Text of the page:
Aug 13, 2022 - Politics & Policy

Mar-a-Lago search warrant's clues

Mar-a-Lago
Mar-a-Lago. Photo: Joe Raedle/Getty Images

The FBI seized documents from former President Trump's home that may have been kept in violation of the Espionage Act, as well as other federal laws, according to documents released yesterday.

Why it matters: The search related to highly sensitive documents that could carry national security concerns.

  • Trump on Friday afternoon said in a statement that "it was all declassified" and insisted that "they didn't need to 'seize' anything. They could have had it at anytime."
  • The Justice Department has rebutted those claims.

Driving the news: Affidavit B in the redacted search warrant materials made public on Friday called for seizure of "all physical documents and records constituting evidence, contraband, fruits of crime, or other items illegally possessed in violation of" 18 U.S. Code § 793, 2071, or 1519.c

  • That covers the Espionage Act as well as laws against removing government records or obstructing justice.
  • The search warrant described Mar-a-Lago as a 17-acre estate with 58 bedrooms and 33 bathrooms. The search applied to the "45 office" as well as storage rooms and other rooms used by the former president and his staff. It didn't cover private guest suites or other areas for third parties and not available to Trump or his staff.

What they're saying: "It doesn't matter if he was holding on to the information because he was using it as memorabilia or wanted to trade it for financial benefit" or whether his motives were "petty or corrupt," said Ryan Goodman, an NYU law school professor and former special counsel at the Department of Defense and founding co-editor of the Just Security online national security forum.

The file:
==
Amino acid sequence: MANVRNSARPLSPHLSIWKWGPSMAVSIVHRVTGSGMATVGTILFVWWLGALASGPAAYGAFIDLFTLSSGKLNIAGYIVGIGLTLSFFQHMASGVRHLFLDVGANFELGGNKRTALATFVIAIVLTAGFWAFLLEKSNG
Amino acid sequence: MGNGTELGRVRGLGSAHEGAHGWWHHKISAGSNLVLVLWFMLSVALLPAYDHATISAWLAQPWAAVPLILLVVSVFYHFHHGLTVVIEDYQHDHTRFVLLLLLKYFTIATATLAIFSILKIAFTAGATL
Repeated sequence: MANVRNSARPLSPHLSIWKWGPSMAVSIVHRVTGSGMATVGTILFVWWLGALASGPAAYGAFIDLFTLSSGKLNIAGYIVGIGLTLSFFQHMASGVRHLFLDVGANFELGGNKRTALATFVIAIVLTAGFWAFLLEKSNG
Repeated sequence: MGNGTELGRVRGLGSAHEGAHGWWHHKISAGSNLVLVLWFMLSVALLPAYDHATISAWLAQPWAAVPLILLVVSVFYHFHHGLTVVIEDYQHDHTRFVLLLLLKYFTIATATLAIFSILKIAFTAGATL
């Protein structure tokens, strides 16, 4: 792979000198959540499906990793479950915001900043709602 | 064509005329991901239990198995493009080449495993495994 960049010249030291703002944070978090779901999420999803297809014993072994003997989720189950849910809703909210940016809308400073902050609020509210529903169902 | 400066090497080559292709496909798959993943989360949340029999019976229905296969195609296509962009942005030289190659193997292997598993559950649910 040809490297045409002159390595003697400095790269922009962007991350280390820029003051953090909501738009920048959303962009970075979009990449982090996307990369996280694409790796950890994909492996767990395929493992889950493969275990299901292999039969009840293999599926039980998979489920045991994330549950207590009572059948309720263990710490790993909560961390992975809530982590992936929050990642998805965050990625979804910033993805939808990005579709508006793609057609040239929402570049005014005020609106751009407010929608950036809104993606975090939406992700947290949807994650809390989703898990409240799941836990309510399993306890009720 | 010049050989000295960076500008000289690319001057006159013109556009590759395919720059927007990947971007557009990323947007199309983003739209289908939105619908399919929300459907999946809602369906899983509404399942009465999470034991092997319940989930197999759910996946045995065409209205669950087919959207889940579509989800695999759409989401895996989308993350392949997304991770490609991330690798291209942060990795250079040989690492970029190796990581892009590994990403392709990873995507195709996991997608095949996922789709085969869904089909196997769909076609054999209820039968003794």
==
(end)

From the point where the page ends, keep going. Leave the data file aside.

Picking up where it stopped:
• "That's why I think he's in very serious trouble," Goodman said. "If the Justice Department wanted to pursue a criminal case, based on the available information known to the public to date, they appear to have a very strong case."

But, but, but: The search — and the many boxes and binders seized — does not guarantee there will be an indictment, Goodman said.

  • Obtaining and securing the most sensitive documents may have been the overarching objective.

Steve Vladeck, a law professor at the University of Texas, told Axios that "we should be careful" not to rush to conclusions because "there's still a whole lot we don't know."

  • Still, he said, a reference to the Espionage Act on a search warrant for the home of an ex-U.S. president "is really quite stunning."
  • "This is about more than just, ‘President Trump took some stuff home with him that he shouldn't have.’"

Details: The inventory shows the FBI removed 11 sets of classified information from the Trump property, including some marked as "top secret." Agents collected ...

  • "Various classified/TS/SCI documents" — referring to documents containing "top secret" or "sensitive compartmented information."
  • 21 boxes of "miscellaneous confidential documents," "miscellaneous secret documents" or "miscellaneous top secret documents."
  • The executive grant of clemency for Trump's associate Roger Stone, "Info re: President of France," a leatherbound box of documents, two binders of photos and a handwritten note.

What we're watching: The affidavit to support the search warrant was not included in the materials unsealed Friday. Its contents could reveal a great deal more about the circumstances and information behind the execution of the search and seizure.

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